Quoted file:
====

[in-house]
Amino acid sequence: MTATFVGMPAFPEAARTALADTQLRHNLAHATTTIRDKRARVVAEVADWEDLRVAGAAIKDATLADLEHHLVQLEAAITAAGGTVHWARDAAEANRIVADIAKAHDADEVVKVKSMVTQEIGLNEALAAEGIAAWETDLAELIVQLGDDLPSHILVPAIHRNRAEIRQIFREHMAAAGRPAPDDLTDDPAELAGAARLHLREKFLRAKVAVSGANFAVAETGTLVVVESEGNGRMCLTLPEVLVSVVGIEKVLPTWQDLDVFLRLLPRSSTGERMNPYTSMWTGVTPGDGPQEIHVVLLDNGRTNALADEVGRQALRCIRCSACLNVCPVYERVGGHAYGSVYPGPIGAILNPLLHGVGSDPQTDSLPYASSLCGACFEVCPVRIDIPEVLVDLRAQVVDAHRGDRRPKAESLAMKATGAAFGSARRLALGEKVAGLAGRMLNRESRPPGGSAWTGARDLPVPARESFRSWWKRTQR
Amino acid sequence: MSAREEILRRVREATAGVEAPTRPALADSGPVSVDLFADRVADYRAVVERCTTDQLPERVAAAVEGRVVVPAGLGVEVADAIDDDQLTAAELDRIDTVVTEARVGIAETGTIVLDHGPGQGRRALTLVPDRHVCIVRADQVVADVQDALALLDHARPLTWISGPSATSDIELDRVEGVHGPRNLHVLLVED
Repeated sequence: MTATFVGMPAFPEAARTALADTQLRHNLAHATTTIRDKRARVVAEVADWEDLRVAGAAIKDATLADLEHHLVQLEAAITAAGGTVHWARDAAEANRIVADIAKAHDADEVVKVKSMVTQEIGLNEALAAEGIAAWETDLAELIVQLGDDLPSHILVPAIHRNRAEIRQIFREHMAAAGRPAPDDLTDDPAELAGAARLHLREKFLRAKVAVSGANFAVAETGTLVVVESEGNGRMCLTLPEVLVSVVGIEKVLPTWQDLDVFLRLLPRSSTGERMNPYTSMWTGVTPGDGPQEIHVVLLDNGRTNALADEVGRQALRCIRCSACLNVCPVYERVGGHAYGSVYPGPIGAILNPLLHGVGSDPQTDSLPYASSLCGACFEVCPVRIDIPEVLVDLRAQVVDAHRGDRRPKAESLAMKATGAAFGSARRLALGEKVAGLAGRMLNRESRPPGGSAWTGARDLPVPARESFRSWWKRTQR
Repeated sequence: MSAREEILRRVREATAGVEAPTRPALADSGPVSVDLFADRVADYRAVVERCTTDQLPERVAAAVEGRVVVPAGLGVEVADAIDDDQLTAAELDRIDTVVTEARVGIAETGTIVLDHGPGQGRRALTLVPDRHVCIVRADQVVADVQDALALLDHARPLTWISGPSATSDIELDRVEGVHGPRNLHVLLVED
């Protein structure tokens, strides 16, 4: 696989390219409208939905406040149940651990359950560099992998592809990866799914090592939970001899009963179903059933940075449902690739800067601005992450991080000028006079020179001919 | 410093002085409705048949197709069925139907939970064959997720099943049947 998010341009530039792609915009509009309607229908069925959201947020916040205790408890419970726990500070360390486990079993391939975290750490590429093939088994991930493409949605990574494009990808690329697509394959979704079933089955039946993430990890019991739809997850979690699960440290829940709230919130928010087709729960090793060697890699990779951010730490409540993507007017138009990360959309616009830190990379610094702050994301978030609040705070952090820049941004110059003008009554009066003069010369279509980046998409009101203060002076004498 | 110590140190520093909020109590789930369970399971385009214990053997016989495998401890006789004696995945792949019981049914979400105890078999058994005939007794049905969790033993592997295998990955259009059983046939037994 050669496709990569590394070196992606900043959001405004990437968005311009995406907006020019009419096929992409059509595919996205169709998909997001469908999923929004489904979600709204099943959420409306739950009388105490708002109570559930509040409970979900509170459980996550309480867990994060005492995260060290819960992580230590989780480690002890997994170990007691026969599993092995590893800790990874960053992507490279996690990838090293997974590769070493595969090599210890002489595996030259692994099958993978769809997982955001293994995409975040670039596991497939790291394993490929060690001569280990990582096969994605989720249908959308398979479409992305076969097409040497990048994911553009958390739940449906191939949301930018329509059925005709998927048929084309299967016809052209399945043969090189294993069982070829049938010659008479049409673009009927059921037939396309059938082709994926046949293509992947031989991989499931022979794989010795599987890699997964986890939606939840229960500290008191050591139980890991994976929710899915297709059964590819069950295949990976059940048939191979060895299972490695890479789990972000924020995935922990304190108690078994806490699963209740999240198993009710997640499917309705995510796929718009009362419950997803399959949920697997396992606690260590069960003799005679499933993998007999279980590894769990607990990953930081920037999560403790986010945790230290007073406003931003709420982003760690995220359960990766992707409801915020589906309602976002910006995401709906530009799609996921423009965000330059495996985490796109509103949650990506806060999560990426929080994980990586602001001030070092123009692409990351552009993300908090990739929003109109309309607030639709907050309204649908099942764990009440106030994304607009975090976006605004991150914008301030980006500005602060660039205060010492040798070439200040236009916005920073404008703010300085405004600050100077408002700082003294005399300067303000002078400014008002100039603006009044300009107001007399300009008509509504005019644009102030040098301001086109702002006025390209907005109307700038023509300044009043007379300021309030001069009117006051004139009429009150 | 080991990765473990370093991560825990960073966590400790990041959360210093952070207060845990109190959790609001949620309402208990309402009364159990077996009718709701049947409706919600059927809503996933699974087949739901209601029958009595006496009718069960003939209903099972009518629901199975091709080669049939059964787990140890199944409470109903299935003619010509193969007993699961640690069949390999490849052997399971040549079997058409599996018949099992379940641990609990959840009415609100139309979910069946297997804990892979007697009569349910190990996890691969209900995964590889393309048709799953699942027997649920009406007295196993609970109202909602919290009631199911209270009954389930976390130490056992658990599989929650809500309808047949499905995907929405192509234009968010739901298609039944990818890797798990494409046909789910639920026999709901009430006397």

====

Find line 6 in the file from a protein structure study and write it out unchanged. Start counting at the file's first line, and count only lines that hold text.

């Protein structure tokens, strides 16, 4: 696989390219409208939905406040149940651990359950560099992998592809990866799914090592939970001899009963179903059933940075449902690739800067601005992450991080000028006079020179001919 | 410093002085409705048949197709069925139907939970064959997720099943049947 998010341009530039792609915009509009309607229908069925959201947020916040205790408890419970726990500070360390486990079993391939975290750490590429093939088994991930493409949605990574494009990808690329697509394959979704079933089955039946993430990890019991739809997850979690699960440290829940709230919130928010087709729960090793060697890699990779951010730490409540993507007017138009990360959309616009830190990379610094702050994301978030609040705070952090820049941004110059003008009554009066003069010369279509980046998409009101203060002076004498 | 110590140190520093909020109590789930369970399971385009214990053997016989495998401890006789004696995945792949019981049914979400105890078999058994005939007794049905969790033993592997295998990955259009059983046939037994 050669496709990569590394070196992606900043959001405004990437968005311009995406907006020019009419096929992409059509595919996205169709998909997001469908999923929004489904979600709204099943959420409306739950009388105490708002109570559930509040409970979900509170459980996550309480867990994060005492995260060290819960992580230590989780480690002890997994170990007691026969599993092995590893800790990874960053992507490279996690990838090293997974590769070493595969090599210890002489595996030259692994099958993978769809997982955001293994995409975040670039596991497939790291394993490929060690001569280990990582096969994605989720249908959308398979479409992305076969097409040497990048994911553009958390739940449906191939949301930018329509059925005709998927048929084309299967016809052209399945043969090189294993069982070829049938010659008479049409673009009927059921037939396309059938082709994926046949293509992947031989991989499931022979794989010795599987890699997964986890939606939840229960500290008191050591139980890991994976929710899915297709059964590819069950295949990976059940048939191979060895299972490695890479789990972000924020995935922990304190108690078994806490699963209740999240198993009710997640499917309705995510796929718009009362419950997803399959949920697997396992606690260590069960003799005679499933993998007999279980590894769990607990990953930081920037999560403790986010945790230290007073406003931003709420982003760690995220359960990766992707409801915020589906309602976002910006995401709906530009799609996921423009965000330059495996985490796109509103949650990506806060999560990426929080994980990586602001001030070092123009692409990351552009993300908090990739929003109109309309607030639709907050309204649908099942764990009440106030994304607009975090976006605004991150914008301030980006500005602060660039205060010492040798070439200040236009916005920073404008703010300085405004600050100077408002700082003294005399300067303000002078400014008002100039603006009044300009107001007399300009008509509504005019644009102030040098301001086109702002006025390209907005109307700038023509300044009043007379300021309030001069009117006051004139009429009150 | 080991990765473990370093991560825990960073966590400790990041959360210093952070207060845990109190959790609001949620309402208990309402009364159990077996009718709701049947409706919600059927809503996933699974087949739901209601029958009595006496009718069960003939209903099972009518629901199975091709080669049939059964787990140890199944409470109903299935003619010509193969007993699961640690069949390999490849052997399971040549079997058409599996018949099992379940641990609990959840009415609100139309979910069946297997804990892979007697009569349910190990996890691969209900995964590889393309048709799953699942027997649920009406007295196993609970109202909602919290009631199911209270009954389930976390130490056992658990599989929650809500309808047949499905995907929405192509234009968010739901298609039944990818890797798990494409046909789910639920026999709901009430006397």